Cardiorespiratory fitness and physical strain during prosthetic rehabilitation after lower limb amputation

Daphne Wezenberg, Rienk Dekker, Frank van Dijk, Willemijn Faber, Lucas van der Woude, Han Houdijk*

*Corresponding author for this work

Research output: Contribution to JournalArticleAcademicpeer-review


Background: Sufficient cardiorespiratory fitness has been regarded a prerequisite for prosthetic walking. In order to improve cardiorespiratory fitness, adequate strain ought to be placed on the system during training. Objectives: To determine cardiorespiratory fitness at the start and end of inpatient rehabilitation after lower limb amputation and determine the physical strain experienced during conventional prosthetic rehabilitation. Study design: Multicenter prospective cohort study. Methods: Cardiorespiratory fitness was assessed using a peak one-legged cycle exercise test. Physical strain was assessed during a minimum of three full rehabilitation days using heart rate recordings. Physical strain was expressed in the time per day that heart rate exceeded 40% of heart rate reserve. Results: At the start of rehabilitation, peak aerobic capacity was on average 16.9 (SD, 6.5) mL/kg/min (n = 33). Overall, peak aerobic capacity did not improve over the course of rehabilitation (n = 23, p = 0.464). Fifty percent of the patients experienced a physical strain level that satisfies minimum criteria for maintaining cardiorespiratory fitness (>40% heart rate reserve for 30 min/day). Conclusion: Cardiorespiratory fitness was low and did not increase during conventional prosthetic rehabilitation. On average, the physical strain during rehabilitation was insufficient to elicit potential improvements in aerobic capacity. Results stress the need for dedicated physical training modules at the individual level. Clinical relevance: This study shows that clinicians ought to be aware of the relatively low cardiorespiratory fitness of people who have undergone lower limb amputation and that improvements during rehabilitation are not always obtained. Results stress the need for physical training modules in which intensity is imposed at the individual level.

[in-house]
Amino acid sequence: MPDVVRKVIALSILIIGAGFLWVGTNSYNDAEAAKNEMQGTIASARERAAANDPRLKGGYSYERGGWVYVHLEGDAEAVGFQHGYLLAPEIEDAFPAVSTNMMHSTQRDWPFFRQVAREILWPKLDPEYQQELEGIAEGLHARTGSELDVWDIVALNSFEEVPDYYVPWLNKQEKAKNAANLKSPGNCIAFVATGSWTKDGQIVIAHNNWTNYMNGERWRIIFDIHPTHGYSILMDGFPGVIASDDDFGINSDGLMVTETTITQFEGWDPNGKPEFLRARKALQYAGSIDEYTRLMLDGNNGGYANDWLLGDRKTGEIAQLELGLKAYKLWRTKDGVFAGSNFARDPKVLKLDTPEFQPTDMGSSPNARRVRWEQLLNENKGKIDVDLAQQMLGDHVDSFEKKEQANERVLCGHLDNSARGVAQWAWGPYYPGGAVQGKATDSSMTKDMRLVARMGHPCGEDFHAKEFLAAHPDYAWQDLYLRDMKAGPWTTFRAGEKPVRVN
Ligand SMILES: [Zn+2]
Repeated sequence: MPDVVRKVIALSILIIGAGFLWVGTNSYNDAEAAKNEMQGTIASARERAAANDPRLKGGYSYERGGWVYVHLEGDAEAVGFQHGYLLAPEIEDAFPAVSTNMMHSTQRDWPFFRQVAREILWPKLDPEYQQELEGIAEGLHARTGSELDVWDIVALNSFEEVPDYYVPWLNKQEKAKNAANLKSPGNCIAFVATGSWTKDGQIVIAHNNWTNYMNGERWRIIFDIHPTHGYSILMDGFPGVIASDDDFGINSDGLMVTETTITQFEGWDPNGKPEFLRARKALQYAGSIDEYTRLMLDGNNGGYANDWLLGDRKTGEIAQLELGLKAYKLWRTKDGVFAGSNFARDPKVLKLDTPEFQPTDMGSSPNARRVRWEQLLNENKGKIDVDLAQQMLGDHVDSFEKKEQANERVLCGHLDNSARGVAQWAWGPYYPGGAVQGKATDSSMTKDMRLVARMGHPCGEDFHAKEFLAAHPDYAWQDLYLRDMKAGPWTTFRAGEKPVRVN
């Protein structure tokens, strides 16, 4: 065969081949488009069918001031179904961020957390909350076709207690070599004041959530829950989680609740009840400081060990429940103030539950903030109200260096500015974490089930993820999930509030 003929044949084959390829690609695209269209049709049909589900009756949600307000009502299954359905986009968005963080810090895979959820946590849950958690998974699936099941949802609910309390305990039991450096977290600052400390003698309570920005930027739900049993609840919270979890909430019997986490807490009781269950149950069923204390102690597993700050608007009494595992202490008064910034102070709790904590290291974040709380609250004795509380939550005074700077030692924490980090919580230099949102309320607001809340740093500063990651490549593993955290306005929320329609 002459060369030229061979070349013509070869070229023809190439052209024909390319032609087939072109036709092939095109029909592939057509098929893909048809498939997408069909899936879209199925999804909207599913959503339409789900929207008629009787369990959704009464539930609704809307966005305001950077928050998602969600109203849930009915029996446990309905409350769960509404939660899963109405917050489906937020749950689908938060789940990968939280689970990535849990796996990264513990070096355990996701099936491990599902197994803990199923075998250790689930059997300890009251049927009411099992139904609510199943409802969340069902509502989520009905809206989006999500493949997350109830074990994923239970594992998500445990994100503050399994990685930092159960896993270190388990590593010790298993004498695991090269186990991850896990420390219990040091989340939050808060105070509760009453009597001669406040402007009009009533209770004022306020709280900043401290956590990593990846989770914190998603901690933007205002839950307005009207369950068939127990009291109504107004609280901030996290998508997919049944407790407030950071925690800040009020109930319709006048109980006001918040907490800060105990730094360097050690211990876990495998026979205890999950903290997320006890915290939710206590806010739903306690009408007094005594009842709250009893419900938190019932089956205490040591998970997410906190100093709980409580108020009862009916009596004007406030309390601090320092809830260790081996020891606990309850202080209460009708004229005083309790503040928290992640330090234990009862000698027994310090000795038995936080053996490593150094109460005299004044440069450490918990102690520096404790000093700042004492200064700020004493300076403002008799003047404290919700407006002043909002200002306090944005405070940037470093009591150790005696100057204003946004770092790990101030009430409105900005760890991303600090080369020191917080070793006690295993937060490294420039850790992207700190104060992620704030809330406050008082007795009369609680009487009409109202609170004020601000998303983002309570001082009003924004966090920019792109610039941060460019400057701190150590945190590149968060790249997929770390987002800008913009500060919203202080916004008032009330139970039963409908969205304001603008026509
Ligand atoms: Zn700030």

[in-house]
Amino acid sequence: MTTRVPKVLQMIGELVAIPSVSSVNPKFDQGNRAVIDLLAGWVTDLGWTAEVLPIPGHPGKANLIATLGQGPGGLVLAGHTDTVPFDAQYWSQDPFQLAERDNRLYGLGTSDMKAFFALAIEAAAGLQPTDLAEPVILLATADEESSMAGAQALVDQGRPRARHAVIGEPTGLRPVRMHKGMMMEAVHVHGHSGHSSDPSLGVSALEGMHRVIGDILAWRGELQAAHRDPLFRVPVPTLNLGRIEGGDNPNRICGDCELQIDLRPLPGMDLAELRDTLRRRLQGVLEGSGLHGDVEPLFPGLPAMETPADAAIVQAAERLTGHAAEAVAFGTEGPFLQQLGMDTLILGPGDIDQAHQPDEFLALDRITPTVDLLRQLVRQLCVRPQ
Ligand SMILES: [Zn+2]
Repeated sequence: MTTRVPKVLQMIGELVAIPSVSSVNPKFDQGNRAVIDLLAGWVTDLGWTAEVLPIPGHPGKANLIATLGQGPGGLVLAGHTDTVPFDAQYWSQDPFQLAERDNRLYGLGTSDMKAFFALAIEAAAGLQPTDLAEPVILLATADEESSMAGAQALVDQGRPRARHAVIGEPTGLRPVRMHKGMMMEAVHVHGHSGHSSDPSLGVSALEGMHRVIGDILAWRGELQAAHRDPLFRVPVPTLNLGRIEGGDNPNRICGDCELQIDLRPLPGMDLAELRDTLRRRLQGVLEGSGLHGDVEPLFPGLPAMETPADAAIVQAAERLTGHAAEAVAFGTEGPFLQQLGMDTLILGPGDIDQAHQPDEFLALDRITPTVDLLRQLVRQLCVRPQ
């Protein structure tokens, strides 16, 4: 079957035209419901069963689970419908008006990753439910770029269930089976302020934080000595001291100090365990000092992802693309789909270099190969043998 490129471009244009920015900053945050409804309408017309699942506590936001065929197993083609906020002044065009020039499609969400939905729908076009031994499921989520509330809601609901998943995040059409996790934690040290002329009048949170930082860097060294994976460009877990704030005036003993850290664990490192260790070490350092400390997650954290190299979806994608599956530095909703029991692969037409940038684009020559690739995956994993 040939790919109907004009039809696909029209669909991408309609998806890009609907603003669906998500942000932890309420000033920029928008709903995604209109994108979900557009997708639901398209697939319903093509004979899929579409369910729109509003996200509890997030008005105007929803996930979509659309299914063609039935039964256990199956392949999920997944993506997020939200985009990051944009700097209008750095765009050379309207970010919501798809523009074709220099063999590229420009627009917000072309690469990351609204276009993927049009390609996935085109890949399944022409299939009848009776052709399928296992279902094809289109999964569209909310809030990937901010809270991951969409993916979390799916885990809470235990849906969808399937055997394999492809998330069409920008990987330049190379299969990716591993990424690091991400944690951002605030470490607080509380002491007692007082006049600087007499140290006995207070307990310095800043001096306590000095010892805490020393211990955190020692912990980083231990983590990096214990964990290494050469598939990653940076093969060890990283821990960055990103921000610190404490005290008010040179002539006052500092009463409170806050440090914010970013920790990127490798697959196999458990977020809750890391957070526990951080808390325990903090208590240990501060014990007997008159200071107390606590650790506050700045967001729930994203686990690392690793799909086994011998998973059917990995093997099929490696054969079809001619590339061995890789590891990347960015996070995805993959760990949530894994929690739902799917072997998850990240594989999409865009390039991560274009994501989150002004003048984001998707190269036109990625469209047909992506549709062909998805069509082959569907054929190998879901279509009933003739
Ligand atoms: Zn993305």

Original languageEnglish
Pages (from-to)418-425
Number of pages8
JournalProsthetics and Orthotics International
Issue number4
Early online date22 Mar 2019
Publication statusPublished - 1 Aug 2019


  • Amputation
  • exercise therapy
  • physical exertion
  • physical fitness


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